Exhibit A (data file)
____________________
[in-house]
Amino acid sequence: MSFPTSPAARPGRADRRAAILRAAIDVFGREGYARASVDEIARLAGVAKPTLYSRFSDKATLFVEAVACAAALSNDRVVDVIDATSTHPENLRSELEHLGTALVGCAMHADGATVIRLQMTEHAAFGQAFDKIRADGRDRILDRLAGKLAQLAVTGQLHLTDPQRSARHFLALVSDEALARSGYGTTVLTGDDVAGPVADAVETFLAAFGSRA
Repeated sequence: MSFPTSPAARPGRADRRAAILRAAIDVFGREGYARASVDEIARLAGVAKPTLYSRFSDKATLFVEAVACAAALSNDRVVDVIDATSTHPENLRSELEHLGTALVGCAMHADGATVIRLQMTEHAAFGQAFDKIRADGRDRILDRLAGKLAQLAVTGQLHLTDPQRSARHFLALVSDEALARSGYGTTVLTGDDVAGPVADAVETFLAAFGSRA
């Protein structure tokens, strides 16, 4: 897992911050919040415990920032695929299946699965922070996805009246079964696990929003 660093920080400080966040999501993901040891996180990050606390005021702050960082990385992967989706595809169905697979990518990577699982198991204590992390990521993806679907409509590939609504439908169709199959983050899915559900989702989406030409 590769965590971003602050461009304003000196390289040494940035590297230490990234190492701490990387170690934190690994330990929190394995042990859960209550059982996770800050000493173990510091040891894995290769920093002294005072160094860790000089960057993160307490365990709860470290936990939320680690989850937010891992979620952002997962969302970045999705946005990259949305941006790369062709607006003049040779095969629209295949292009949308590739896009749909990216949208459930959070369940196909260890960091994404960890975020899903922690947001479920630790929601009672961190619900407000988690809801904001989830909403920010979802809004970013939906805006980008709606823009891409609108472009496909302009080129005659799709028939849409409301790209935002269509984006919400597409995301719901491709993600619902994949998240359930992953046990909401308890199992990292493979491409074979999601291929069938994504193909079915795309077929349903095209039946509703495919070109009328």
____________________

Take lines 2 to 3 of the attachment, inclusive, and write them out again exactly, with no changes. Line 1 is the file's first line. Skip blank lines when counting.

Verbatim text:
Amino acid sequence: MSFPTSPAARPGRADRRAAILRAAIDVFGREGYARASVDEIARLAGVAKPTLYSRFSDKATLFVEAVACAAALSNDRVVDVIDATSTHPENLRSELEHLGTALVGCAMHADGATVIRLQMTEHAAFGQAFDKIRADGRDRILDRLAGKLAQLAVTGQLHLTDPQRSARHFLALVSDEALARSGYGTTVLTGDDVAGPVADAVETFLAAFGSRA
Repeated sequence: MSFPTSPAARPGRADRRAAILRAAIDVFGREGYARASVDEIARLAGVAKPTLYSRFSDKATLFVEAVACAAALSNDRVVDVIDATSTHPENLRSELEHLGTALVGCAMHADGATVIRLQMTEHAAFGQAFDKIRADGRDRILDRLAGKLAQLAVTGQLHLTDPQRSARHFLALVSDEALARSGYGTTVLTGDDVAGPVADAVETFLAAFGSRA